But cars reinforce the prospect that the readjustment period could last a while.

Automakers are flirting with the idea of keeping production lower so there are fewer cars in the market and price cuts are less common. Mr. Smoke is skeptical that they will hold that line once it means ceding market share to competitors — but the process could take months or years.

“I’m hesitant to say that we won’t have discounting again,” Mr. Smoke said. “But it’s going to take a while to get back to that world.”

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FedEx’s bleak warning could reflect global economy − and company’s own shortcomings

A FedEx worker makes a delivery on September 16, 2022 in Miami Beach, Florida.

Joe Raedle | Getty Images

FedEx warned of weakening global shipping demand in a preliminary earnings report last week, leaving the market scrambling to determine whether the problems reflect internal company shortcomings or a broader economic diagnosis.

CEO Raj Subramaniam pointed to external factors after the shipping giant missed Wall Street earnings and revenue estimates, telling CNBC’s Jim Cramer on “Mad Money” that the company is a “reflection of everybody else’s business” and that he expects a “worldwide recession.” But some analysts note the relative stability of rivals UPS and DHL, and said FedEx’s own failure to adapt also contributed to its performance.

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“This is the second year in a row now that FedEx has missed its own guidance for its fiscal first quarter, and I think that does create a bit of frustration amongst investors,” Moody’s analyst Jonathan Kanarek said.

Kanarek was among the analysts who noted the mix of factors − internal and external − that likely played a role in FedEx’s disappointing results.

Confronting reality

Some experts see FedEx’s performance as an overdue confrontation with market realities coming out of the Covid pandemic, which the company previously failed to acknowledge.

At its investor day in June, FedEx set out a bullish 2025 outlook driven by annual revenue growth of between 4% and 6% and earnings per share growth of between 14% and 19%.

“Raj came out with a big show back in June, their first analyst day in two years, and talked about an environment that was pretty upbeat. Yet here we are three months later,” Ken Hoexter, an analyst at Bank of America, told CNBC.

“They weren’t expecting, nor had built in, an economic downturn,” Hoexter said.

Since around the time of its investor day, Subramaniam said last week that FedEx has seen weekly declines in shipping volumes. It’s why the company withdrew its 2023 forecast and announced it would close offices and park planes to slash costs. Its stock fell more than 21%, wiping nearly $11 billion from its market capitalization the day after the report.

Still, FedEx stood by its 2025 expectations, a move that Gordon Haskett Research Advisors called “borderline delusional.” FedEx’s competitors, they say, are taking a more realistic approach to the end of the pandemic-era surge in demand.

While FedEx reported softness in European demand among its ailments last week, UPS gained market share in the region. In its most recent earnings call, UPS boasted its highest quarterly consolidated operating margin in almost 15 years, citing agility amid difficult macroeconomic conditions.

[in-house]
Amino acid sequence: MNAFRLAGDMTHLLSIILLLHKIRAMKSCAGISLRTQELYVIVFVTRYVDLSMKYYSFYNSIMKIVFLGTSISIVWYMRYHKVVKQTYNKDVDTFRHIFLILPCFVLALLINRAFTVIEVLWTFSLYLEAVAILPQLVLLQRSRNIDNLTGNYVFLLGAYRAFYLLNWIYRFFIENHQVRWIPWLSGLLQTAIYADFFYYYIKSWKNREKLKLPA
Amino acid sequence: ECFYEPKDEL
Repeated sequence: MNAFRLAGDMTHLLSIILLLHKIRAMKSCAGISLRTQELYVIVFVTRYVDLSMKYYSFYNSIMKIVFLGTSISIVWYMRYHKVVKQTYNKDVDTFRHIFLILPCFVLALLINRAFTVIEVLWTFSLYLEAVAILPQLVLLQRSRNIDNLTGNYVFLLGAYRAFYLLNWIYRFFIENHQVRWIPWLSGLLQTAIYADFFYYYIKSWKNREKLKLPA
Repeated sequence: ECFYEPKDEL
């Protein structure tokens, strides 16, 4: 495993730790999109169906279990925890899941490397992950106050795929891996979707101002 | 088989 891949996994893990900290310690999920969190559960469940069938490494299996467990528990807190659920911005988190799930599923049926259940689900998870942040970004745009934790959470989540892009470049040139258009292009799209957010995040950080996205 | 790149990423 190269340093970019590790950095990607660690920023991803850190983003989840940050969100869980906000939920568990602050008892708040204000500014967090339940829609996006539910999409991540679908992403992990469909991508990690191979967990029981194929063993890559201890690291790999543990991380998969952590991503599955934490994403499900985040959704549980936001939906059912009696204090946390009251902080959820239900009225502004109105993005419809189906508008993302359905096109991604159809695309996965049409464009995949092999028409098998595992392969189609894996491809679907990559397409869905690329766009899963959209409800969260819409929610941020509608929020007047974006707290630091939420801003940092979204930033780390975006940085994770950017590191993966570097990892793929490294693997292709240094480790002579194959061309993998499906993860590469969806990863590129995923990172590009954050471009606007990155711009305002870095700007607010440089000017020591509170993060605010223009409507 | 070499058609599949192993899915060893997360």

“UPS is two to three years ahead of FedEx in terms of the way they’re looking at post Covid margins,” said Capital Wealth’s Kevin Simpson on “Closing Bell: Overtime.” “It’s almost like FedEx didn’t think the environment would ever go back to normal.”

As part of its cost-cutting efforts, FedEx said it will reduce some ground operations and defer hiring. Meanwhile, UPS will be hiring more than 100,000 seasonal employees for the holiday period.

A bellwether?

Analysts note that FedEx’s ground and express delivery are nevertheless vulnerable to global economic conditions, and that the disappointing performance of the categories could reflect a recessionary environment.

“We really haven’t seen evidence of a broad-based slowdown. But obviously FedEx is a bellwether and we don’t want to dismiss what they’re saying,” said Moody’s Kanarek.

Bank of America’s Hoexter sees the performance of the express category, which came in $500 million below FedEx’s own expectations, as the first indicator of a broader downturn. He said small declines in volume significantly impact margins because air delivery costs so much to maintain.

Ground service, which came in $300 million short of the company’s forecasts, is the next to feel a slowdown: “When the consumer stops buying, the stores start seeing shelves filled, you stop replenishing those inventories,” Hoexter said.

Hoexter’s biweekly truck shipper survey has reported 11 straight periods in “recession range” according to a Bank of America Global Research report. That comes as FedEx reports lower-than-expected business with top clients Target and Walmart, which have both grappled with excess inventory in recent months.

FedEx reported strong freight margins, but Hoexter noted that the category is “more manufacturing-weighted, which hasn’t felt as big of a brunt.” If demand continues to slow and manufacturers require less production, Hoexter said FedEx could start to see freight volumes soften, too.